Volume 3, Issue 4, (Originally Published on Monday 25th March 2013)
Time flies when one is having fun, or when one is doing a law degree. To illustrate: for those of you in my year (Class of 2013), we were first-years when Christopher Hitchens passed away at the end of 2011.
Mortality is a compilation of Hitchens’ writings before his death. He has never failed to make us doubt ourselves on diverse subjects, from God and religion to whether women make better comedians than men. But here Hitchens tackles the bigger picture, as the title of his book succinctly summarises. What is mortality, after all? Perhaps when reduced to a question, it is simply this: what the heck am I doing here?
Hitchens seems to have a direct answer. He is here to argue for the things he stands for. One thing that Mortality impresses upon the reader is just how authentically and utterly Hitchens it is. True, this is not an essay on the Iraq War or why God is not great (well, it kind of is about that), but the writing in Mortality is full of the usual Hitchens wit: in response to some Christian’s strange criticism that God had given him oesophageal cancer because of his blaspheming, Hitchens replies that his throat is not the only organ he has blasphemed with. It is also a poignant read: Hitchens does not spare us the details of his suffering, such as when he describes his inability to talk. Such passages are also quintessentially Hitchens, as one admires Hitchens not only for his skilful prose, but also his bravery and unflinching honesty when he writes.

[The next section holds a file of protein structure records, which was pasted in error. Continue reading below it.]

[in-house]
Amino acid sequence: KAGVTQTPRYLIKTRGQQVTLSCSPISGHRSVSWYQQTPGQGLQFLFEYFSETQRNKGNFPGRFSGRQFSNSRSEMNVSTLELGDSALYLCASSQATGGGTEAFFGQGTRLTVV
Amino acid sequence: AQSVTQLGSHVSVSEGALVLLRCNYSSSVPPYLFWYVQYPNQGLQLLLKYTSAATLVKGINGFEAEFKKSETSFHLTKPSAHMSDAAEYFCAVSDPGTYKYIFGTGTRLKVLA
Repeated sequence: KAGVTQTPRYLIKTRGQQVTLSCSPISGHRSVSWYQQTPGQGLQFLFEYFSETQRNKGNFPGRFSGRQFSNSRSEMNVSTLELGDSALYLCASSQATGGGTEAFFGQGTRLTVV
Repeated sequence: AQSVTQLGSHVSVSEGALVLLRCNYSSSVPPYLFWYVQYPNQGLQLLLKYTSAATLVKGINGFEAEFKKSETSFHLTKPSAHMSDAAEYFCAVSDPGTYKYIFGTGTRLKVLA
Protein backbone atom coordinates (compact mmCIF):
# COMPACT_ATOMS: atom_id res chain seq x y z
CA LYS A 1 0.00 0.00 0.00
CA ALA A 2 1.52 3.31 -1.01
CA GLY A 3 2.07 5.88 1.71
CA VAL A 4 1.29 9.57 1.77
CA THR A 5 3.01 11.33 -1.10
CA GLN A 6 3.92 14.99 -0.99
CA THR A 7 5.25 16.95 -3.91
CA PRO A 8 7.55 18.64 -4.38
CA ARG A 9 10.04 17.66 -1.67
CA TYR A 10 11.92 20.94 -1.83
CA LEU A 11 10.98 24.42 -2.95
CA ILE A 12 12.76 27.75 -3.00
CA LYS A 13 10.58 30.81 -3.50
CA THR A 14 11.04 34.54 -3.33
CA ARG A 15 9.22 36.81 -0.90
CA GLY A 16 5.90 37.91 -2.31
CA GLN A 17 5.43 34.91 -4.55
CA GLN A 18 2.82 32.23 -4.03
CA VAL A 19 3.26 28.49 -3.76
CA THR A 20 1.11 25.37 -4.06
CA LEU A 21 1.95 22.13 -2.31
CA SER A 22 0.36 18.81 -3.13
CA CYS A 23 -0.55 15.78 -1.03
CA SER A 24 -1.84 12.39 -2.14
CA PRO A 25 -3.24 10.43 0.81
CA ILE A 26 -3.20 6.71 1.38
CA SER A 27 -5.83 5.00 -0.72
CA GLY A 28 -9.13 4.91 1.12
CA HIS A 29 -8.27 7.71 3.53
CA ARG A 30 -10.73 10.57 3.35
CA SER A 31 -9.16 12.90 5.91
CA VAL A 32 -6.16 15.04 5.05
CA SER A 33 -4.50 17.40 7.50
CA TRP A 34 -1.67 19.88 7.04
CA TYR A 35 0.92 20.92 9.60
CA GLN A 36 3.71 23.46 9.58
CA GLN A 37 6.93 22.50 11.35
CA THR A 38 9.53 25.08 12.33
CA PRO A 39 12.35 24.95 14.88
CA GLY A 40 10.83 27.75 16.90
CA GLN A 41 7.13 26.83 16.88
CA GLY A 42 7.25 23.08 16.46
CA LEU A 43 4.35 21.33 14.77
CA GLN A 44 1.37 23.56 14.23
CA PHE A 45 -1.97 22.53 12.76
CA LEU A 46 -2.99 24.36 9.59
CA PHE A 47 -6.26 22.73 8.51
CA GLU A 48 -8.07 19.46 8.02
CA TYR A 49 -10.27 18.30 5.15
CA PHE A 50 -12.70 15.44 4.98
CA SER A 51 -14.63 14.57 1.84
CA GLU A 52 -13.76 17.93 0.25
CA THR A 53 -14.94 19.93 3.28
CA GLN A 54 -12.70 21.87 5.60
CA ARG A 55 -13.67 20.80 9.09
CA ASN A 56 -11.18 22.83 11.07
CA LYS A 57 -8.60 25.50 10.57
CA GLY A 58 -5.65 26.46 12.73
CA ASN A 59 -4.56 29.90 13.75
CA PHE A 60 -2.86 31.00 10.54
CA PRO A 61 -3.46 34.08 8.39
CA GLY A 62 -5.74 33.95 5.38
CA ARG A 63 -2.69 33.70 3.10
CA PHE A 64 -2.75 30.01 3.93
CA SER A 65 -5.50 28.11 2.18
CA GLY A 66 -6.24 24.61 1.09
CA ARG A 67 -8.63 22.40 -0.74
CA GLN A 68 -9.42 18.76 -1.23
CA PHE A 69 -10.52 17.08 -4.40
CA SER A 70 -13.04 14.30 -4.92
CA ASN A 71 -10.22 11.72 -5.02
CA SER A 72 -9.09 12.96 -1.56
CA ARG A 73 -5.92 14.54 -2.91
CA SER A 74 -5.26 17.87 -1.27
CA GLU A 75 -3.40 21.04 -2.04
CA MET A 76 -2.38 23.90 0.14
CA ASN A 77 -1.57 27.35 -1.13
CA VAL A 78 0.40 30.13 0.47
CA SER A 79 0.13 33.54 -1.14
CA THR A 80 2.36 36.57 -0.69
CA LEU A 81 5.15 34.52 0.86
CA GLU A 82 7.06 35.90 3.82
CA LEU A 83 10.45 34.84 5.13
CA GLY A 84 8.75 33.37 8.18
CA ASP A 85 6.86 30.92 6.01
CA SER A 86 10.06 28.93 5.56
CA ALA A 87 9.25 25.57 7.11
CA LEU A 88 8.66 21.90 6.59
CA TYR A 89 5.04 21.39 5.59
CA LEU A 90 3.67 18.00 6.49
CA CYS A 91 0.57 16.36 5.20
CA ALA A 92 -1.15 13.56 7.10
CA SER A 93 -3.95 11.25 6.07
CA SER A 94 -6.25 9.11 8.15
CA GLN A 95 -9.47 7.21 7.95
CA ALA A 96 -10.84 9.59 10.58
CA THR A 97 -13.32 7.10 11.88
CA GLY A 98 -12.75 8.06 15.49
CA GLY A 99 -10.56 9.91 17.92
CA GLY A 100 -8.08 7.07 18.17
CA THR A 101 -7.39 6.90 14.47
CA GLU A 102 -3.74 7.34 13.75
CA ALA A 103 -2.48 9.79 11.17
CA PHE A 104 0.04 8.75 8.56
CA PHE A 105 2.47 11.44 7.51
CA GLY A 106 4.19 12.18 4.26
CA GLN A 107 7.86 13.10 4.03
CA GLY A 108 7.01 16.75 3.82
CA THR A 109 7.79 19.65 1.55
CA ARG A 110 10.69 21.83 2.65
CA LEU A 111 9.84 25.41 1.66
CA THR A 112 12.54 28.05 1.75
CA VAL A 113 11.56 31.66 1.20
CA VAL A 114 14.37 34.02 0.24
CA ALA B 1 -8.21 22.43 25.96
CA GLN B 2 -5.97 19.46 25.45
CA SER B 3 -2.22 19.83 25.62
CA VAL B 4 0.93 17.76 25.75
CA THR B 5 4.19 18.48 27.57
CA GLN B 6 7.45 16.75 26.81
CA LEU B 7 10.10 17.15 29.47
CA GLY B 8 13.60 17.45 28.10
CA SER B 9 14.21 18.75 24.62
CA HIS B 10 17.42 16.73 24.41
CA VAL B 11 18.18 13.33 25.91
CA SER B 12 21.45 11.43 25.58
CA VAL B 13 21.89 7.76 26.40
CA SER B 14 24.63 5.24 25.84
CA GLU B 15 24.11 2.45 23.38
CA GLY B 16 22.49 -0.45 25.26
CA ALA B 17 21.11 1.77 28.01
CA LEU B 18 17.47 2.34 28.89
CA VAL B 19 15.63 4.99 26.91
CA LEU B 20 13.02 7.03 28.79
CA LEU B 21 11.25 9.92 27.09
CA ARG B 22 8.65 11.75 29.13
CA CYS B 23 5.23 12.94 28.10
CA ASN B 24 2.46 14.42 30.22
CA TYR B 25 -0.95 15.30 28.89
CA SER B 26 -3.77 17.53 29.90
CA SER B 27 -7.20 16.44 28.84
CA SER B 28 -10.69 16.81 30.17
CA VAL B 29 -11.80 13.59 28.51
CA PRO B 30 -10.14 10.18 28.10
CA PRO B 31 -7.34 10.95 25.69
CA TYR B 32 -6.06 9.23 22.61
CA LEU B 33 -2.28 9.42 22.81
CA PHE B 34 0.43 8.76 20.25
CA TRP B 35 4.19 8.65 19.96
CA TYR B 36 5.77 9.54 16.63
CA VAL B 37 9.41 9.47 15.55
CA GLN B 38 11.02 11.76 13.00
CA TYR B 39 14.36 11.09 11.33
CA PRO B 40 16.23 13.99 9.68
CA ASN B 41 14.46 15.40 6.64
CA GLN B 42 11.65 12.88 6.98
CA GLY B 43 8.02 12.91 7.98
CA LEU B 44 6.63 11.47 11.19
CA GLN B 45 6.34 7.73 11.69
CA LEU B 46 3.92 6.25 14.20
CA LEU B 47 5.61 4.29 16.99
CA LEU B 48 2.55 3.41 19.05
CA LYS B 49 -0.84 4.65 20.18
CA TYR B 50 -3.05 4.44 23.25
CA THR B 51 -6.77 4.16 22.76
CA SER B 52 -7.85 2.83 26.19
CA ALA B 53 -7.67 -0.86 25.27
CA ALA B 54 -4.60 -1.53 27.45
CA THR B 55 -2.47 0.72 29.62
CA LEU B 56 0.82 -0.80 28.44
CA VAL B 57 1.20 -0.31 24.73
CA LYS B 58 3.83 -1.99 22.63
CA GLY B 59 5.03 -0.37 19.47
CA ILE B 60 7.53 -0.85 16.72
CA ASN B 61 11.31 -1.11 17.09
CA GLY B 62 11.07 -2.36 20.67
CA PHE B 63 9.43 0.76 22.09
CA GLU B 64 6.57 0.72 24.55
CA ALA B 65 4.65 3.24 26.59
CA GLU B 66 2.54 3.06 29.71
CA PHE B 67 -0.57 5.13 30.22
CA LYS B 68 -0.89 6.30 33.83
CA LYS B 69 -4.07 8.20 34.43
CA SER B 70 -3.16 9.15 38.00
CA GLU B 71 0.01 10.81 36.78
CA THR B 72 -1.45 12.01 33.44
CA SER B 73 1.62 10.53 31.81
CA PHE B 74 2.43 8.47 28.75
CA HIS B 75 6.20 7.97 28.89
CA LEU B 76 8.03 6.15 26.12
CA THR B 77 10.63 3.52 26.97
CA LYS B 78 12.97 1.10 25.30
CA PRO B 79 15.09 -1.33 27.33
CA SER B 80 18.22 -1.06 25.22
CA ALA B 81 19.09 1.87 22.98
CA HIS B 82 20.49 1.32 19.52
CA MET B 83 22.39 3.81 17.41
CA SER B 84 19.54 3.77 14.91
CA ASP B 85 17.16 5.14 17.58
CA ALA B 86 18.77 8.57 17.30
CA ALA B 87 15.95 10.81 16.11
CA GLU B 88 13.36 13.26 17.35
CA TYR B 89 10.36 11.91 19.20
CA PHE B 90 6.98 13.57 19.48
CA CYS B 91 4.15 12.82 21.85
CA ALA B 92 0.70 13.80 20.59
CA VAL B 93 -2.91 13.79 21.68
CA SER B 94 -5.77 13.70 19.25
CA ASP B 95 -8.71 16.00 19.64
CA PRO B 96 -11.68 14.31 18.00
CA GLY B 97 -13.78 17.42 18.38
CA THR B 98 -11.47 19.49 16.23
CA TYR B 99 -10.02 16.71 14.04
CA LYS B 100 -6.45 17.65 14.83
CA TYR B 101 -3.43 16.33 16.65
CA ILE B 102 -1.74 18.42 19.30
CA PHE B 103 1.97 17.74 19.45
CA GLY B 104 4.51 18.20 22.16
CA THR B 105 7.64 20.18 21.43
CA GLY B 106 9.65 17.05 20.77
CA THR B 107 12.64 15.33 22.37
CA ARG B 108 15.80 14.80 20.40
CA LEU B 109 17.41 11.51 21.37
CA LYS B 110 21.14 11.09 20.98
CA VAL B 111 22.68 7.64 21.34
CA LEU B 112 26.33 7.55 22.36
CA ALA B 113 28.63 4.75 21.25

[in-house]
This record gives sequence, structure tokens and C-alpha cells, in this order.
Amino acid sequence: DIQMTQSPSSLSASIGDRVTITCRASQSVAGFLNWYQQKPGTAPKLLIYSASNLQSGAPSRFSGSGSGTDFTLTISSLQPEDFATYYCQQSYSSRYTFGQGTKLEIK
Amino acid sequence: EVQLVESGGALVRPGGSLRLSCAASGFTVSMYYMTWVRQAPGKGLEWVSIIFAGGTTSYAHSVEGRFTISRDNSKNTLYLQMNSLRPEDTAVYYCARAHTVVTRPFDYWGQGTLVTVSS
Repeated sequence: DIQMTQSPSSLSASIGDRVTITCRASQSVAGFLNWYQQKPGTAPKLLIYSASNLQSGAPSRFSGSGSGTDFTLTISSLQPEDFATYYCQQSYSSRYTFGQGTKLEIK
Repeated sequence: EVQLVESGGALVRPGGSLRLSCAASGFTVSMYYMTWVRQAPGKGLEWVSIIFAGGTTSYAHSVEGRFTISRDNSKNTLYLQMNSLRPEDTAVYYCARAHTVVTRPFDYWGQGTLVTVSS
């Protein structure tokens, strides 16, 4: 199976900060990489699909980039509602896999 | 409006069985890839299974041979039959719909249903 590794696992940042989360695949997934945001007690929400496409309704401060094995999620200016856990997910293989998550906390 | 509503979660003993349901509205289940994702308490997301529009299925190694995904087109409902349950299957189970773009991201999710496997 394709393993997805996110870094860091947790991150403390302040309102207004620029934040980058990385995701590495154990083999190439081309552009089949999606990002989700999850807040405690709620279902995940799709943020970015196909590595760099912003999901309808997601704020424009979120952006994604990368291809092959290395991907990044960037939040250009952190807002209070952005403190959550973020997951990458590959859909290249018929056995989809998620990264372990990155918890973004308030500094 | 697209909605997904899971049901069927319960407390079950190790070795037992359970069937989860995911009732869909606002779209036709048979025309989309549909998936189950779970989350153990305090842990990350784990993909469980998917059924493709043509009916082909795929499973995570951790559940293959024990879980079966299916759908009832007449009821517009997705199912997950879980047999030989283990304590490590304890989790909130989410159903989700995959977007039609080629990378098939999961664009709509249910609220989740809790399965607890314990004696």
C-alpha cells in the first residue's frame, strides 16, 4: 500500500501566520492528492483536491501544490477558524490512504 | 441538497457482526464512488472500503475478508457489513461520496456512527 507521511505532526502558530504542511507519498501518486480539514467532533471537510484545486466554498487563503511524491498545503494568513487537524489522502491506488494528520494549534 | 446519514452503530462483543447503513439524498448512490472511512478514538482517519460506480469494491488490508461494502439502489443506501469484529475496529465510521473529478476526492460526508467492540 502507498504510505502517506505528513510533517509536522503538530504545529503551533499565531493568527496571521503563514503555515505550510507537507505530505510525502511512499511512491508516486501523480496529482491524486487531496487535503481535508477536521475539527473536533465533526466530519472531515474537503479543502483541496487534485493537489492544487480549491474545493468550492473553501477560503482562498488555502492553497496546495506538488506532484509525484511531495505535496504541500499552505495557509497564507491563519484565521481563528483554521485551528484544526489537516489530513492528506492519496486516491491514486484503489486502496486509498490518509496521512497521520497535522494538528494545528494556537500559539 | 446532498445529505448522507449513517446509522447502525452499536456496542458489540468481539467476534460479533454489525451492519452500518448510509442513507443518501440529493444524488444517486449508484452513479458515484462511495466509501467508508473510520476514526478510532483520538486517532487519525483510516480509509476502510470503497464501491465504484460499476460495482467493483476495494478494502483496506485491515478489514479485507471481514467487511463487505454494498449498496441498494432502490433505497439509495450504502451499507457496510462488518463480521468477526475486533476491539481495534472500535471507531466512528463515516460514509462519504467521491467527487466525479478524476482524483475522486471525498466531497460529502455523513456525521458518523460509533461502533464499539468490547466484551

Mortality is a moving read. But what direction should it move us in? Certainly one should feel a little melancholy and in need of a little silence, now that Hitchens is no longer with us to challenge and enrich our world. But at the same time, perhaps a round of applause is appropriate as you put down Mortality: it has been a privilege for all of us to have had Christopher Hitchens around.